Some embodiments comprise a global property sensor, i.e., a sensor operable to provide data representative of a global property.

Examples of global properties include fields that have a determinable value at multiple or every point in a region, such as a gravitational force, an electromagnetic force, a fluid pressure, and a gas pressure. Further examples of global properties include an RF signal strength, a GPS signal, the Earth's magnetic field, the Earth's gravitational field, the atmosphere's pressure, landmarks, and radio time signals (e.g., those sent by DCF77 time code transmitters). Examples of landmarks include the horizon, the sun, moon or stars, mountains, buildings, and prominent environmental features. Prominent environmental features may include distinctive natural features such as mountains, distinctive buildings such as monuments, and others such as those used in simultaneous localization and mapping (SLAM). Further examples for landmarks include those used in Scale-Invariant Feature Transform (SIFT) and Speeded Up Robust Features (SURF). Note that in the present disclosure, GPS or GNSS may be used as a placeholder to describe any similar signals by other global navigation satellite systems such as e.g., GLONASS, Galileo, IRNSS, or BeiDou-2 as well as their improved versions such as real-time kinematic (RTK) GPS or DGPS.

In some embodiments, an apparatus and a transceiver are both configured to detect the same global property. In some embodiments, a transceiver is configured to communicate data representative of the global property at its location to an apparatus or to another transceiver, and the apparatus or the another transceiver is configured to compare the data with data representative of the same global property at the apparatus' or the another transceiver's location. In some embodiments, the global property can be associated with a global property model.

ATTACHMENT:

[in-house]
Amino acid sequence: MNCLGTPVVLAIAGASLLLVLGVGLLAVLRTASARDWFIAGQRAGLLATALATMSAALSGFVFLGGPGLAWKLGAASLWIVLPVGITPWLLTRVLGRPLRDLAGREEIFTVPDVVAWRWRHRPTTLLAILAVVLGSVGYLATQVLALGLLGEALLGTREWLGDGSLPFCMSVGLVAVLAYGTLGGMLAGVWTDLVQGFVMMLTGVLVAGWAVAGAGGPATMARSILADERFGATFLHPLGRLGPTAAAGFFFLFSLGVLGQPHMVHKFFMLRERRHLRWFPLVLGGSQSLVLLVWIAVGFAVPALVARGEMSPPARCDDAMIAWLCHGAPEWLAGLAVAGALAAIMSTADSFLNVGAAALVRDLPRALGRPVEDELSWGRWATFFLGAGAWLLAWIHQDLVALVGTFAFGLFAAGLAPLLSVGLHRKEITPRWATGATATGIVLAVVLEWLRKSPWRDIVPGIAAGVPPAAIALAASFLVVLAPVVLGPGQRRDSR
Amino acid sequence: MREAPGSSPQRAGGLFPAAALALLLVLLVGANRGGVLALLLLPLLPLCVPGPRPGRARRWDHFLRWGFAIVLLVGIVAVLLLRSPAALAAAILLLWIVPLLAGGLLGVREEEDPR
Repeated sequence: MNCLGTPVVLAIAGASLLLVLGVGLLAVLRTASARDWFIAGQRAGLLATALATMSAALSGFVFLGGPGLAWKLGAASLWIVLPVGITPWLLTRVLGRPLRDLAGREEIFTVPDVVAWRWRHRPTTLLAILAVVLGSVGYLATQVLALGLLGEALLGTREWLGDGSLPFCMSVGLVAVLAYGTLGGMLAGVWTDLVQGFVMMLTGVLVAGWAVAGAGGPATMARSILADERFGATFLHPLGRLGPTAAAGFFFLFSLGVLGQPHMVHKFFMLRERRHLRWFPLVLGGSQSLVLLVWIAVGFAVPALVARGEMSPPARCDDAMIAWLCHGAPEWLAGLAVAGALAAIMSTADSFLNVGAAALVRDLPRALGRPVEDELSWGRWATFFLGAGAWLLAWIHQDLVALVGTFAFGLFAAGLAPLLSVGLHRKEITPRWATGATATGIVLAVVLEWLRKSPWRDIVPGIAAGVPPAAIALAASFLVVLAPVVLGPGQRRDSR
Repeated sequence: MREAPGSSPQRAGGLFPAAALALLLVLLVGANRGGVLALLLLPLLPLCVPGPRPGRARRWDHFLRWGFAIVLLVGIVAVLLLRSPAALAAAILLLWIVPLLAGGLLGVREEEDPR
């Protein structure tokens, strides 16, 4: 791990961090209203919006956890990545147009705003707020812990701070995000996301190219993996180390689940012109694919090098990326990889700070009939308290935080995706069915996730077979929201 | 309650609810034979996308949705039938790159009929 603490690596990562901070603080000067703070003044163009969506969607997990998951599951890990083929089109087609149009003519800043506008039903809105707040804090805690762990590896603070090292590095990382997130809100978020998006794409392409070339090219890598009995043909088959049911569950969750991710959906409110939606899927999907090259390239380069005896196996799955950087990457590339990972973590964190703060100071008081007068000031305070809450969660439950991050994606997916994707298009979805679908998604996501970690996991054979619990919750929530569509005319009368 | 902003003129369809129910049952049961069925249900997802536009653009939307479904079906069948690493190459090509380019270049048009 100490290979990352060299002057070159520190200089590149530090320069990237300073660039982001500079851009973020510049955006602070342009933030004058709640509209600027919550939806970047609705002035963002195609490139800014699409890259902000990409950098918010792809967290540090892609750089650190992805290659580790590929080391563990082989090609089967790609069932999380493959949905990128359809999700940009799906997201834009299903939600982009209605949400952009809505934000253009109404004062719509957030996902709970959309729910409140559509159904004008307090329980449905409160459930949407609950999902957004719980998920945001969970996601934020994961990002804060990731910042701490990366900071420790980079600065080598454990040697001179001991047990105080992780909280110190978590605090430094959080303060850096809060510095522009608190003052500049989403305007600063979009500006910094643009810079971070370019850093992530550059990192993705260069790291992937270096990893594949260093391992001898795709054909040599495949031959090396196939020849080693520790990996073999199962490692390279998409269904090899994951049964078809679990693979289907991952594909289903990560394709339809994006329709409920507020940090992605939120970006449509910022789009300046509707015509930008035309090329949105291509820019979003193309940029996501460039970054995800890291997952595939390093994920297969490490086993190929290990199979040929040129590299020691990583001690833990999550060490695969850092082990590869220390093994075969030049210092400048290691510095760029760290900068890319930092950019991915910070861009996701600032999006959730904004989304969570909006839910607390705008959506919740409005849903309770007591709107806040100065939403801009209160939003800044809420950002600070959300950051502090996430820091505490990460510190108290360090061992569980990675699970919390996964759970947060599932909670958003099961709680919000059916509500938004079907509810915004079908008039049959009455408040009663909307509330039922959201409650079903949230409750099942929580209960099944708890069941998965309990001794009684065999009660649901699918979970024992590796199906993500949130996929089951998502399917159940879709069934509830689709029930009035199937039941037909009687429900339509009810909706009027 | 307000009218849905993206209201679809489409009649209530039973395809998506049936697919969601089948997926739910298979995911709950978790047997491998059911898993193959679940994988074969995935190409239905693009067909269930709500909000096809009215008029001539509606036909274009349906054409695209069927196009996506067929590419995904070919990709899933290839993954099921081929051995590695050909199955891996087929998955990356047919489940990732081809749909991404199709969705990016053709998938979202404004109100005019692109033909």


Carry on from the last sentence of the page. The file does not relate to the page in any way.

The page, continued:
In some embodiments, the global property sensor is an orientation sensor. The orientation sensor may enable the transceiver to measure its orientation relative to a frame of reference common to the transceivers and the self-localizing apparatus. The transceiver may then transmit signals representative of its orientation included as data (payload) within the UWB signals. In some embodiments, a transceiver is capable of measuring its orientation and of transmitting this orientation as a payload of UWB signals.

In some embodiments, a position calibration unit may compute an estimate for the position of a transceiver. In some embodiments, the transceiver position is computed once (e.g., as part of a calibration routine during the localization system's setup). In some embodiments, the transceiver position is computed continuously (e.g., each time new data related to the transceiver's position becomes available). In some embodiments, the transceiver position unit is initialized with known, partially known, estimated, or partially estimated position information (e.g., initial transceiver distances, positions, or orientations may be measured or entered manually).

Position calibration may be achieved in various ways. For example, the position calibration unit may compute a transceiver's position based on time stamped UWB signals received from other transceivers with known locations. This may, for example, allow for the addition of an additional transceiver to an existing network of transceivers. In some embodiments, a position calibration unit operates analogously to a localization unit or vice versa. In some embodiments, a position calibration unit is operationally coupled to a compensation unit.

In some embodiments, a single position calibration unit may be used to compute the location of multiple transceivers relative to each other. This may, for example, allow initialization of a network of transceivers that do not yet have known locations. In some embodiments, multiple position calibration units are used (e.g., one for each transceiver).

In some embodiments, a position calibration unit is implemented offboard a transceiver. For example, the position calibration unit may be implemented on a laptop computer connected to the transceiver using a cable. This may, for example, allow for a more convenient interface for an operator.